Petrol prices will tumble at midnight on Tuesday after Treasurer Josh Frydenberg green-lit a temporary cut to the 44-cent fuel excise in an effort to curb skyrocketing bowser charges.
The pressures come as the conflict between Russia and Ukraine has sent the world’s oil and gas costs into a tail spin — Russia is the world’s second-biggest crude oil supplier behind Saudi Arabia.
Across the ditch, New Zealand slashed their excise by more but for less time — PM Jacinda Ardern announced a 25-cent cut for the next three months, which is saving the average Kiwi up to $17 when they fill up a 60-litre tank.
Back home it’s not yet confirmed the cents-per-litre reduction we will get — News Corp reports this morning it will be somewhere between 10 and 20 cents a litre, though even a 5-cent cut will cost the budget an eye-watering $1 billion.
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Nevertheless, the government is expected to confirm it’s a six-month measure as petrol prices have surged to more than $2 a litre in several metro markets.
“Fuel prices have skyrocketed and of course for many families this is not a choice,” Frydenberg told ABC’s Insiders.
“They need their car to get to and from work, they need their car to drop their kids to school, these are costs that families are incurring and of course it’s putting real pressure on the households.”
But he says any changes would be “temporary” and “targeted” to address cost-of-living pressure now as the government moves away from big spending on relief packages in the pursuit of our COVID-19 economic recovery.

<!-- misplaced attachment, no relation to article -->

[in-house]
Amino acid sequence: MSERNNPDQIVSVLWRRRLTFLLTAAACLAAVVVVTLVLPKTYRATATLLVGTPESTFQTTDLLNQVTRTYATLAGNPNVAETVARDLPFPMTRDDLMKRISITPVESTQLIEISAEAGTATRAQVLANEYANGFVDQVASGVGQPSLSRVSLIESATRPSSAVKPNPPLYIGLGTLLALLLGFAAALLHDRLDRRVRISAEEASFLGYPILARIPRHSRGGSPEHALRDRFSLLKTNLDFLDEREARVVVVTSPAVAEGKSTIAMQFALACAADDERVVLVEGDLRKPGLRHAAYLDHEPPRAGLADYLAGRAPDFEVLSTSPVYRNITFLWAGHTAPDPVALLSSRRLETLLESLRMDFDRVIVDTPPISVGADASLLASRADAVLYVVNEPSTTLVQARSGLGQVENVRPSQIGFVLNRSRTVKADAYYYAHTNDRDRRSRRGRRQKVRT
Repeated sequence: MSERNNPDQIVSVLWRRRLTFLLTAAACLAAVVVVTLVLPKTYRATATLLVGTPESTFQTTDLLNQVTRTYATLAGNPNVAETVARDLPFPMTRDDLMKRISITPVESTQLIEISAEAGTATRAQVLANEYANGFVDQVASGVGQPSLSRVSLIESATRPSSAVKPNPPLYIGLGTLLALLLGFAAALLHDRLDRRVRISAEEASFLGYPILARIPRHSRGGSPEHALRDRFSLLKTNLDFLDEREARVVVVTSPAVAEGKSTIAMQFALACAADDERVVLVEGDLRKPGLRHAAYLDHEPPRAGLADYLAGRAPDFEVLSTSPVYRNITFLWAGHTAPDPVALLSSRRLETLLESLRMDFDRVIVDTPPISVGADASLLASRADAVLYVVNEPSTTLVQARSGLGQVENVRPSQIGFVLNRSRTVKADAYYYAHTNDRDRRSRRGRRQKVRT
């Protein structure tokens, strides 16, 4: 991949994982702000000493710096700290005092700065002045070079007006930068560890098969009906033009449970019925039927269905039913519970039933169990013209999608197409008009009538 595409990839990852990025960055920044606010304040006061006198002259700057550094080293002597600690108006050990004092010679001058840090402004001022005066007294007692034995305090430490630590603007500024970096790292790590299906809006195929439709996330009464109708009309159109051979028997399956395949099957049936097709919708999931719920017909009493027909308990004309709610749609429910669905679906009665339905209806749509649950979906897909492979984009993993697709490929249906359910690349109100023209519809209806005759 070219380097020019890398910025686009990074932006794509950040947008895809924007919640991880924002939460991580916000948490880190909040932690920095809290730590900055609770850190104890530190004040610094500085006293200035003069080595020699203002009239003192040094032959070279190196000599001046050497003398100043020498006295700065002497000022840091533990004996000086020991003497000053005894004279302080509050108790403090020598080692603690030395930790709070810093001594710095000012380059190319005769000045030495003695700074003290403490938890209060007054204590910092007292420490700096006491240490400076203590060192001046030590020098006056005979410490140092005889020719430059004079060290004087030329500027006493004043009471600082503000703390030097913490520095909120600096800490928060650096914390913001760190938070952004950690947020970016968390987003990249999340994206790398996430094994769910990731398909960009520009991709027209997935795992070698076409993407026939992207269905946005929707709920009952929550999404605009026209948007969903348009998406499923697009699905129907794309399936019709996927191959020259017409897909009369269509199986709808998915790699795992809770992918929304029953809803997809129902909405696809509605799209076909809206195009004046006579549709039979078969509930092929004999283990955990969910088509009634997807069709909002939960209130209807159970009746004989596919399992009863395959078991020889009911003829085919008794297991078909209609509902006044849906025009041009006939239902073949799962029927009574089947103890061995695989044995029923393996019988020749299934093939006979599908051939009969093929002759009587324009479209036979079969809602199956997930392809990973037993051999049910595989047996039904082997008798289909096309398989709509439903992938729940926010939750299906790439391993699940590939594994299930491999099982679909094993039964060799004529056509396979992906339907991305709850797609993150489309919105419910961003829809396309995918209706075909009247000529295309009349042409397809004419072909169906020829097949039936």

Labor’s Treasury spokesman Jim Chalmers says the opposition would back a temporary cut to fuel excise but stressed that cost-of-living pressures go far beyond the pump.
“Petrol is a big part of the story, as everybody knows, but it’s not the only part of the story,” he told Insiders.
“We think that there is a place for cost-of-living relief in the childcare system. We think there’s a place for cost-of-living relief when it comes to power bills.”
Greens Leader Adam Bandt warned the temporary fuel excise cut “might may not even make its way to people’s pockets”.
“There’s every chance that world oil prices or profiteering from oil corporations will wipe out any gains to motorists overnight, at very substantial cost to the budget.”
The government will urge petrol stations to pass the savings onto customers immediately, but the Australian Association of Convenience Stores (AACS) is wary of owners becoming the scapegoat for consumer frustration about price.
“It’s important for consumers to understand the external factors that impact the price they pay at the pump,” AACS says in a statement.
“The price of petrol is largely determined by external factors, not least the amount of tax applied by the Australian government. Then there are other macroeconomic factors and external pricing cycles that come into play.
“Before retailers make any margin on petrol, there are transport costs, marketing and administration costs, and operational costs like wages, rent and utilities to cover. These have increased significantly in recent years, particularly energy costs, which especially affect those service stations which trade 24 hours a day.”
But the ripple effect of rising petrol costs affects nearly all Australian businesses, Alexi Boyd, the chief executive of the Council of Small Businesses of Australia (COSBOA) told SmartCompany last month.
“Logistics affects nearly all businesses through freight and supply delivery and even through the knock-on effects of a service delivery partner, for instance,” Boyd says.
“There’s a reason why inflation is affected by fuel prices regardless of whether you’re selling goods or services.”